The Top 90 Art Terms in Plain English

In Acrylic Painting, Color, Framing, Gouache, Photography, Watercolor by Chris BreierLeave a Comment

DRAWING

Contour Drawing

An example of a contour drawing of a pair of boots.

A contour drawing is a specific technique that involves drawing the outlines of a subject. It’s an exercise that’s commonly given to drawing students to help them focus on the seeing the shapes more accurately.

A blind contour drawing is the same as a regular contour drawing except that you don’t look at the drawing while you’re working on it. Instead, you follow the outlines of the object with your eyes while you draw the same shape on the paper with your hand.

Since you never see the drawing as you work on it, the final drawing will contain many distortions. Lines overlap and the proportions will be inaccurate.

The benefit of contour drawing exercises is that they train the student to look at the subject more often. Many beginning students spend too much time looking at the drawing instead of the subject.

It also helps you to create more confident line work. Your drawings will be more accurate if you draw what you can see with your eyes, instead of what you know about an object.

Hatching and Cross Hatching

This is an example of a drawing that uses cross hatching for shading. Hatching is when the lines all go in the same direction.

There are many ways to shade a drawing. Hatching is a shading technique made up of parallel lines. The spacing between the lines determines the value of the shading. Lines that are very close to each other will produce dark tones.

Cross hatching is similar to hatching. It’s the same concept but the patterns of parallel lines can intersect each other instead of going all in the same direction. It’s a popular pen and ink shading technique.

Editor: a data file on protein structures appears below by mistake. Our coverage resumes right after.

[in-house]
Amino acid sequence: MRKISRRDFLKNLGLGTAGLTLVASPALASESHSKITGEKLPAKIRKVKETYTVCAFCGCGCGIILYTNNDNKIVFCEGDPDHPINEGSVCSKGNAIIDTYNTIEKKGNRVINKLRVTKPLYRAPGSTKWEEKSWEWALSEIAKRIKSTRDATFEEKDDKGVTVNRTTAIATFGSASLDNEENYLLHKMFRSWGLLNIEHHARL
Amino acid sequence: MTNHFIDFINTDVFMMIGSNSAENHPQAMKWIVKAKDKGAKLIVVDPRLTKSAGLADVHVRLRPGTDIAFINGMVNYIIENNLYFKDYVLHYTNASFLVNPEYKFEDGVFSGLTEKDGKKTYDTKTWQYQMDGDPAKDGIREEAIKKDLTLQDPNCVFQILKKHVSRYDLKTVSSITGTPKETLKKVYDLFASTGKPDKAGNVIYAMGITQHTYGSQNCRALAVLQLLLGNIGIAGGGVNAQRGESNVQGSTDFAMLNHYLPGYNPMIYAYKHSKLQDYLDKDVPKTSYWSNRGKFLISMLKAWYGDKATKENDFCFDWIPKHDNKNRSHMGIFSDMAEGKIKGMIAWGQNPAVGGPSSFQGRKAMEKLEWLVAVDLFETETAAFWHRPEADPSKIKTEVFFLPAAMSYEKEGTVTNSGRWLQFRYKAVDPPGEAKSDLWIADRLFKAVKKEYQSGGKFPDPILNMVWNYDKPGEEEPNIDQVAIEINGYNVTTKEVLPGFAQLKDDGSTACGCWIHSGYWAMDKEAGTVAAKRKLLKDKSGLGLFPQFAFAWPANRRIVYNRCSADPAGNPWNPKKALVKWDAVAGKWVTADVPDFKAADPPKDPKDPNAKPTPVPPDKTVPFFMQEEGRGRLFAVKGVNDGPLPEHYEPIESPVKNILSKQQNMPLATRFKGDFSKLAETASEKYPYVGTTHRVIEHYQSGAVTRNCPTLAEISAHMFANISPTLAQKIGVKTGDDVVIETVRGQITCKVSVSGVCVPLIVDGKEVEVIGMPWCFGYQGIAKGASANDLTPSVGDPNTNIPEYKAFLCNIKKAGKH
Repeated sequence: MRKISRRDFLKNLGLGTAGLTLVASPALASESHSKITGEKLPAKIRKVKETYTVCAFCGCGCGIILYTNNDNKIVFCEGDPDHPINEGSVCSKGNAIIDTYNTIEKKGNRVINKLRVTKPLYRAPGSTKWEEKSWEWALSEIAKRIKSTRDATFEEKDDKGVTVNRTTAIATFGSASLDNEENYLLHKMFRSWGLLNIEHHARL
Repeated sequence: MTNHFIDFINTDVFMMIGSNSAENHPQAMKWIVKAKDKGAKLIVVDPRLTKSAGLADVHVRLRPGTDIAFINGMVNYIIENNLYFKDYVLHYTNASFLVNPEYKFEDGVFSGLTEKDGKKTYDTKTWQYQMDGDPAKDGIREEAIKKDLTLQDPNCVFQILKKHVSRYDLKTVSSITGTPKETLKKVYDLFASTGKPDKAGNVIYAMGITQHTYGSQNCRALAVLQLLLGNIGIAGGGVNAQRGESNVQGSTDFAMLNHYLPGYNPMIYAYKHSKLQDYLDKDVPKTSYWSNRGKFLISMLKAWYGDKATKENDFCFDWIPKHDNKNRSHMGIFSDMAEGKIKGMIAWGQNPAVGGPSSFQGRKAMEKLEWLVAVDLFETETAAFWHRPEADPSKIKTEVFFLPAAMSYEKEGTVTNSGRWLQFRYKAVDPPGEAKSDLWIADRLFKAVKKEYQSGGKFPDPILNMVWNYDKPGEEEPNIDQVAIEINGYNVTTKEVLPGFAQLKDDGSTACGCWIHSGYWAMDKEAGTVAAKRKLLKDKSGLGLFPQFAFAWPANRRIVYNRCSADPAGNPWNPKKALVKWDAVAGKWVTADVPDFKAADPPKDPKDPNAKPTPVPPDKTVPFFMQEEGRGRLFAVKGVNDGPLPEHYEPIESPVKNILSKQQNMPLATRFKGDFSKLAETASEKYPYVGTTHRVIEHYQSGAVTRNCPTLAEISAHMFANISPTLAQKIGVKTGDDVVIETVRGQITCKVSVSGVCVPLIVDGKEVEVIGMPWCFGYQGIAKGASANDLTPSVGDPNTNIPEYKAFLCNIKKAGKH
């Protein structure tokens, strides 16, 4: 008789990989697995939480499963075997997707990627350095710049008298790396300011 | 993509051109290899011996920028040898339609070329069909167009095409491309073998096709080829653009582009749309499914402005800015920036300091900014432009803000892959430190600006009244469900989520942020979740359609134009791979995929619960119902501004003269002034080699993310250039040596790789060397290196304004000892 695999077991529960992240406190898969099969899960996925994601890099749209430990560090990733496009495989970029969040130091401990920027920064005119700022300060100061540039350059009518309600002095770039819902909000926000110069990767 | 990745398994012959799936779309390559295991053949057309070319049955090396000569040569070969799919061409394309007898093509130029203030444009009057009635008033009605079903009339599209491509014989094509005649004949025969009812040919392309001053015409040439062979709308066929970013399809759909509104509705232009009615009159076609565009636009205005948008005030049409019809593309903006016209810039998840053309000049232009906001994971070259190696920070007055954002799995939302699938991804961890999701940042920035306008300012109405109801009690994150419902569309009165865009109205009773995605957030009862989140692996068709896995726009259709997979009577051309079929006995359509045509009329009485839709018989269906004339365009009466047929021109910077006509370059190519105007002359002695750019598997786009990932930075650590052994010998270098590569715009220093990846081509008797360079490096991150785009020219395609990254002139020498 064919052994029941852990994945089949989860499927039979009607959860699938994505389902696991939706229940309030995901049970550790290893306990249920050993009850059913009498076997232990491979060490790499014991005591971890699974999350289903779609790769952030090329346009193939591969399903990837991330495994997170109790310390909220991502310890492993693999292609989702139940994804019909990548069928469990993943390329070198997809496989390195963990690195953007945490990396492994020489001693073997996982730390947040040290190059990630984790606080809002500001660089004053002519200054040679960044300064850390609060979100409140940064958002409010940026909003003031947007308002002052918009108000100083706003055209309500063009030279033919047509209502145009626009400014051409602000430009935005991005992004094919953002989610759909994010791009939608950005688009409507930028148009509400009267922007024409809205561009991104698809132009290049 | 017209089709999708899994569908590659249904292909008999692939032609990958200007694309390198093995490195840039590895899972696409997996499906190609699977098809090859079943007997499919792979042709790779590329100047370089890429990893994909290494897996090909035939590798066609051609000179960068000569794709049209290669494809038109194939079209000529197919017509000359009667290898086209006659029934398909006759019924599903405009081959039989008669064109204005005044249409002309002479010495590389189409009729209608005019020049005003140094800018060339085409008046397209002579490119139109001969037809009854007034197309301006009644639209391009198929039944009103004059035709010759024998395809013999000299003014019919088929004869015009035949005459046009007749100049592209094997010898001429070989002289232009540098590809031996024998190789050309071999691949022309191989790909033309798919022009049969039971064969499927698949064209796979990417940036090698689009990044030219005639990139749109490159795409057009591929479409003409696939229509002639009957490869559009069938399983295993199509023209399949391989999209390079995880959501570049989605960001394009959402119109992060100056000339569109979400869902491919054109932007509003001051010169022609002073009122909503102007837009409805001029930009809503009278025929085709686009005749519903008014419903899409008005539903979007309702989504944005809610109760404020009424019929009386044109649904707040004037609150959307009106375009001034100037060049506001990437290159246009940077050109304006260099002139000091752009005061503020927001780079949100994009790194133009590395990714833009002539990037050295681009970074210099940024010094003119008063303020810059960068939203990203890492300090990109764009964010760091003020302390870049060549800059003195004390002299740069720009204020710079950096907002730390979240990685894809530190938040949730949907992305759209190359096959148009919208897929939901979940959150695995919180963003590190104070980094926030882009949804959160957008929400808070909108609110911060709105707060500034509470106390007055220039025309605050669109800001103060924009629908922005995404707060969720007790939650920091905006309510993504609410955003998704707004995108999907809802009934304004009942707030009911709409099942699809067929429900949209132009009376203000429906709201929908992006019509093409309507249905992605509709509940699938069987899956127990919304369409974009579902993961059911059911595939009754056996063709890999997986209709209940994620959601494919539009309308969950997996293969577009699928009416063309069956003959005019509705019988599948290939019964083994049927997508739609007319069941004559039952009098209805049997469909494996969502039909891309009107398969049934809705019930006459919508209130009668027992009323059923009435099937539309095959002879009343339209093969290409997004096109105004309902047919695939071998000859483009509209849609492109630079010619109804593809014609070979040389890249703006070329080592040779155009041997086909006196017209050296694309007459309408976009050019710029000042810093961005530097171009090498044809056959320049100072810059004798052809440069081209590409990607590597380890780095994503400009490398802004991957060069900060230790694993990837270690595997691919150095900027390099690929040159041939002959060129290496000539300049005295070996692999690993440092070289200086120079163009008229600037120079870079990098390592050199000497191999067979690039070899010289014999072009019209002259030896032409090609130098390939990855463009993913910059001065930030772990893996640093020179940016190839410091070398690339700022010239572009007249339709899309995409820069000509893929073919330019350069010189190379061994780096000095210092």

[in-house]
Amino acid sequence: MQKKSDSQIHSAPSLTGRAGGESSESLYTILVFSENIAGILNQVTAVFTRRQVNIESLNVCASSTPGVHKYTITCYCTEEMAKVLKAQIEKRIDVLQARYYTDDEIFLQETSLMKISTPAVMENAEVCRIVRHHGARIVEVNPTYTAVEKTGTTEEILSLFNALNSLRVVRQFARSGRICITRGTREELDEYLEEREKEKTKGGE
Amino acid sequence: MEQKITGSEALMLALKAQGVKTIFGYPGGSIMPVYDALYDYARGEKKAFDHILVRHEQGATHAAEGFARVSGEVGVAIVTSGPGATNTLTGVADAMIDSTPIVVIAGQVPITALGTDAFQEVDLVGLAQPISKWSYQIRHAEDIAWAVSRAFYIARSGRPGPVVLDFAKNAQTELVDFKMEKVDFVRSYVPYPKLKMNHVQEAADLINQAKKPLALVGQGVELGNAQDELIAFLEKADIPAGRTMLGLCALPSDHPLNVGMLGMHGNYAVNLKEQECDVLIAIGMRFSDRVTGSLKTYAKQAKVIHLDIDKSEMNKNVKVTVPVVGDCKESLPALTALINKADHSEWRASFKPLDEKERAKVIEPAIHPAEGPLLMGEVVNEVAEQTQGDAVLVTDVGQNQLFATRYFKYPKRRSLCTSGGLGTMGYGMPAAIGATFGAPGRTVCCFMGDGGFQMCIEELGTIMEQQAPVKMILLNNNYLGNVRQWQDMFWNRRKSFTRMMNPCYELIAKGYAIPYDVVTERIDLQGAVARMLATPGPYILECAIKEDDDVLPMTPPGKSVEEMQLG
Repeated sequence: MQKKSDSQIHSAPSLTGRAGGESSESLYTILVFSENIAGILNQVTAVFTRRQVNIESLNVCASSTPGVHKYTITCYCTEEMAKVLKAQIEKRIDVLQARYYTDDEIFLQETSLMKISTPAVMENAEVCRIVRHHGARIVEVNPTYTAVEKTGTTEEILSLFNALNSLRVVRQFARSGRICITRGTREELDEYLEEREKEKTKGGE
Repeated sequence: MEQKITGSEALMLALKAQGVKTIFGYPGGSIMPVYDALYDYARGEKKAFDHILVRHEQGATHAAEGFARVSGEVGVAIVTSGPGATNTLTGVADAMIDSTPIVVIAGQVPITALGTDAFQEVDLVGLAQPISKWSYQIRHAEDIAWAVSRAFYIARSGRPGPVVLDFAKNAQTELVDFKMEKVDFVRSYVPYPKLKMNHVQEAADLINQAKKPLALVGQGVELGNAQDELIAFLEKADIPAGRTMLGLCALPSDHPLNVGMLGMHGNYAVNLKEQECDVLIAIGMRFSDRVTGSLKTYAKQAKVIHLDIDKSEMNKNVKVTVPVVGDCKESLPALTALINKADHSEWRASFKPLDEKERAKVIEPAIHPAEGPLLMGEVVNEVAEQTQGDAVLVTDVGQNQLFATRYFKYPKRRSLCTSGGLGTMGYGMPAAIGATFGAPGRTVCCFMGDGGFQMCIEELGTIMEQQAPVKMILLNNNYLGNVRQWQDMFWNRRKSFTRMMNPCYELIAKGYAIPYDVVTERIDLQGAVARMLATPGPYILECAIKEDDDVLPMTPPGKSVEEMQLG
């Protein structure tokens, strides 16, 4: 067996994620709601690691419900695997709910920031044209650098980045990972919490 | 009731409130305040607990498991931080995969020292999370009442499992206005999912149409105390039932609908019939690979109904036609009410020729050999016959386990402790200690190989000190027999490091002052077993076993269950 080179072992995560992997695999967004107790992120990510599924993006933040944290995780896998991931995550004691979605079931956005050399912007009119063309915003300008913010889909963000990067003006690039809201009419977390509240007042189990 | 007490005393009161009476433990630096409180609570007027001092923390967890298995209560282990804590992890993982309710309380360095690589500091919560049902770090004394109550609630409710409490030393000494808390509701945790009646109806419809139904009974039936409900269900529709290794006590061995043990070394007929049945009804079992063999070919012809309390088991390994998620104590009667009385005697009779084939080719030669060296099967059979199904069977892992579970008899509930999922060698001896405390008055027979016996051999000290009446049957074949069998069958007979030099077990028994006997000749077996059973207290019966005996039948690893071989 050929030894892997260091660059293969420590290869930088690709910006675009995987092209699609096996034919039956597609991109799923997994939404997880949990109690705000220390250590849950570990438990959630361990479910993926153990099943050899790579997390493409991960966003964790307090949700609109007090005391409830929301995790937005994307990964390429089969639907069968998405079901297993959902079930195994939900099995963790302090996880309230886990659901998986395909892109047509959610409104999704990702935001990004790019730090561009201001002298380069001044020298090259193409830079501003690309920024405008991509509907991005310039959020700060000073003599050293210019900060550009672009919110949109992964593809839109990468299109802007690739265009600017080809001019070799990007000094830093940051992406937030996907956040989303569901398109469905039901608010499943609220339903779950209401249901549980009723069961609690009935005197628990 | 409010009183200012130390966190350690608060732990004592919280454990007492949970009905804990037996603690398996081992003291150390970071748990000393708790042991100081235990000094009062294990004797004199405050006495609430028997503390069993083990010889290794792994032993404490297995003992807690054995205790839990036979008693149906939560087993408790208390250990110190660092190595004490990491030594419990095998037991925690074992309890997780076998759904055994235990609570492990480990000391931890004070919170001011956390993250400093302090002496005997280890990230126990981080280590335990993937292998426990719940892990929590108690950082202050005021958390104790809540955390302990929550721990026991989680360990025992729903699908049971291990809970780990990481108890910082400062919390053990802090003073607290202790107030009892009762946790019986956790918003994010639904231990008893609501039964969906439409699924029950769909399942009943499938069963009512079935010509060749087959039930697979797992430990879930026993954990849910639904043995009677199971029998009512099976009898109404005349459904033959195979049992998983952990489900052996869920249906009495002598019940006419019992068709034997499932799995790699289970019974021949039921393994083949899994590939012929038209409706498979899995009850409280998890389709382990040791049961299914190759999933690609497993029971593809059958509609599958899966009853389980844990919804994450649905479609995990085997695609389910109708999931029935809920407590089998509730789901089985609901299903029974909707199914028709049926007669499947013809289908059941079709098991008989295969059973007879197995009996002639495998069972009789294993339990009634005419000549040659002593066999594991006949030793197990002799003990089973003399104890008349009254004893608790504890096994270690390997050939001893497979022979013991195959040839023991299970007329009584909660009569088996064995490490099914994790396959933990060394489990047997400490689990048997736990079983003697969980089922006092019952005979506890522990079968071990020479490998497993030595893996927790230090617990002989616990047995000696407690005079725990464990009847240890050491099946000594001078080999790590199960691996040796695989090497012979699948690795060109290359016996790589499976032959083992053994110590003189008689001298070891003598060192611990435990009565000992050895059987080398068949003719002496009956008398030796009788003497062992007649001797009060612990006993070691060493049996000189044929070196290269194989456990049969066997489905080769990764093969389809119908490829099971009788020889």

You can develop your own patterns of cross hatching. Some artists use lines that are uniformly parallel to each other, while others will draw lines that conform to the form of the object they are shading. The lines can drawn in a haphazard manner or drawn perfectly straight, it’s a matter of preference.

Stippling

Stippling is when you use fine points for shading.

A shading technique that’s popular with pen and ink is stippling. Stippling is when you use small dots to create shading. It’s similar to how photographs are reproduced in print by using small dots called halftone dotes. Ink jet printers also work by applying small dots of color ink to paper.

Stippling is a tedious technique and is best suited for small drawings. Each drawing requires thousands of dots. Repetitive stress injuries are a concern because you’re moving your hand in the same manner repeatedly.

You can achieve a similar look by processing a photograph in Photoshop.

Pointillism

Pointillism is a impressionistic art movement that employs the use of stippling to apply paint to a canvas. One of the most popular examples of Pointillism is “A Sunday on La Grande Jatte” by Georges Seurat.

Perspective

Perspective drawing is a technique that relies upon the observation that parallel lines converge on the horizon line. For example, the edges of a road appear to converge as they recede.

This type of drawing works well for subjects that are made from straight lines or geometric shapes. Architecture and interiors are good subject matter for perspective drawings.

Vanishing Point

The point where two parallel lines appear to converge on the horizon in a perspective drawing is an example of a vanishing point. See the painting below. All of the red lines converge to one point on the horizon.

One Point Perspective

All of the lines along the street converge to one vanishing point on the horizon line. I outlined the lines in red.

A one point perspective drawing is a drawing that only utilizes one vanishing point on the horizon line. Images of roads or railroad tracks are examples of one point perspective. The lines of the road will all converge to the same point on the horizon. The same applies to railroad tracks. More complex scenes require the use of multiple vanishing points. 

Foreshortening

When you view an object head on, it appears to get smaller as it recedes. This is “foreshortening” and it’s what creates a lot of trouble for beginners who are learning to draw.